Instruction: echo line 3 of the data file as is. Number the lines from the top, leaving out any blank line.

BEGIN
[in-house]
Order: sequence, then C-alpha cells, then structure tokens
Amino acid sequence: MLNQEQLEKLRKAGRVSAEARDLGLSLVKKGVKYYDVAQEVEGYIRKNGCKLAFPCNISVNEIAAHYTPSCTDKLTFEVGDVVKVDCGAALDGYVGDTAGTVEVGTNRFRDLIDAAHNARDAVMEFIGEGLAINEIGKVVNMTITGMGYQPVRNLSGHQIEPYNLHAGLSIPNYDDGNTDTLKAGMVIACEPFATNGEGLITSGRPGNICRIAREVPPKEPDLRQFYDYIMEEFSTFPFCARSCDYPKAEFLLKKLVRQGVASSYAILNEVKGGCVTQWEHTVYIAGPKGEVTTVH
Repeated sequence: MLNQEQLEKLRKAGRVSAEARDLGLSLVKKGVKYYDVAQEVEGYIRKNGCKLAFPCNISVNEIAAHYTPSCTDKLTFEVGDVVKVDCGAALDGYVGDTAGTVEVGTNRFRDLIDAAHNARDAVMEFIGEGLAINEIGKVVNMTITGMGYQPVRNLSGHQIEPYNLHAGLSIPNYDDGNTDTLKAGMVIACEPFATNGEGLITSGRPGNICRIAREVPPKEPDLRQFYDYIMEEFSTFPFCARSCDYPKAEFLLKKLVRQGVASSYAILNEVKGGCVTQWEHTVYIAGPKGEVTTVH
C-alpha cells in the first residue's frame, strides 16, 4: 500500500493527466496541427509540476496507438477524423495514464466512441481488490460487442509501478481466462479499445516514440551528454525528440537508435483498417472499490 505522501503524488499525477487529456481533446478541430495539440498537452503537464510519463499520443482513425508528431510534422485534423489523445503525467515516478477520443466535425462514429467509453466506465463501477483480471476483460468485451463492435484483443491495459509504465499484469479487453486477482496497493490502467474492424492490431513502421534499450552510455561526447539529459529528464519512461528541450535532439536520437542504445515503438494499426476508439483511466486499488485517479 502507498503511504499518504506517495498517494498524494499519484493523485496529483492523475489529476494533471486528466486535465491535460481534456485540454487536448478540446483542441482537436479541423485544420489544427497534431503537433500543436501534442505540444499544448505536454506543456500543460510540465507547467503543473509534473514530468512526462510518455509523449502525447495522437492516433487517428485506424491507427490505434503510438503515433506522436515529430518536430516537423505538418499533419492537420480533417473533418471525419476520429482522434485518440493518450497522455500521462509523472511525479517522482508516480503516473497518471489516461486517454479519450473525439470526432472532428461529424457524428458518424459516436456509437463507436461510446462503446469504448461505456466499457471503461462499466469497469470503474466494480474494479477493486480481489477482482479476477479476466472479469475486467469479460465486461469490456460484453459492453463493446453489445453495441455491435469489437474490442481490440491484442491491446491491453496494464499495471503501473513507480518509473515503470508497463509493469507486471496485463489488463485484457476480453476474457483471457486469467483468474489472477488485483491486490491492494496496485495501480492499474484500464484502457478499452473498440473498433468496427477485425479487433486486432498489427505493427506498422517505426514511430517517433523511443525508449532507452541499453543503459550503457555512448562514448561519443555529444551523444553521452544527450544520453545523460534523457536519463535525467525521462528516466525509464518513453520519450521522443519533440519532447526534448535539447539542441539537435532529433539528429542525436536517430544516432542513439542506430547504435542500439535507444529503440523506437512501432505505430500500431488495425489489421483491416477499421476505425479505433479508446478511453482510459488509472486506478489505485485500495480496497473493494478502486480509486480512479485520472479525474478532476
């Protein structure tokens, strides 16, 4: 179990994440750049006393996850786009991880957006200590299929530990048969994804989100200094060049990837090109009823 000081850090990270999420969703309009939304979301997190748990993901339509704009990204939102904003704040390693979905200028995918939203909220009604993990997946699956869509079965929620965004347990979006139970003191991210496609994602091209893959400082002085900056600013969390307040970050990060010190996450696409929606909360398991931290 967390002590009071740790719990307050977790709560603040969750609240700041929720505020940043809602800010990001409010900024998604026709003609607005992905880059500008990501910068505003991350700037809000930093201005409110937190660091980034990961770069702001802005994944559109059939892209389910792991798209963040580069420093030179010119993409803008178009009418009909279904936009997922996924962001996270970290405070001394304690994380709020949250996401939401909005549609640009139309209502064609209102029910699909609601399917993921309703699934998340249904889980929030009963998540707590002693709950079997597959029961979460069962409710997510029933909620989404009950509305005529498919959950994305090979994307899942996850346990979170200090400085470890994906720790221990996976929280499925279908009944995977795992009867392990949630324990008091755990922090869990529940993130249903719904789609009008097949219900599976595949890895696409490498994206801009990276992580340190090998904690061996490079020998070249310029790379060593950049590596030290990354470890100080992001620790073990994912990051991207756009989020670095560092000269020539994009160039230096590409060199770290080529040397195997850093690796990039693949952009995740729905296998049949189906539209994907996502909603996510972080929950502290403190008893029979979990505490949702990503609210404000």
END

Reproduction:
Amino acid sequence: MLNQEQLEKLRKAGRVSAEARDLGLSLVKKGVKYYDVAQEVEGYIRKNGCKLAFPCNISVNEIAAHYTPSCTDKLTFEVGDVVKVDCGAALDGYVGDTAGTVEVGTNRFRDLIDAAHNARDAVMEFIGEGLAINEIGKVVNMTITGMGYQPVRNLSGHQIEPYNLHAGLSIPNYDDGNTDTLKAGMVIACEPFATNGEGLITSGRPGNICRIAREVPPKEPDLRQFYDYIMEEFSTFPFCARSCDYPKAEFLLKKLVRQGVASSYAILNEVKGGCVTQWEHTVYIAGPKGEVTTVH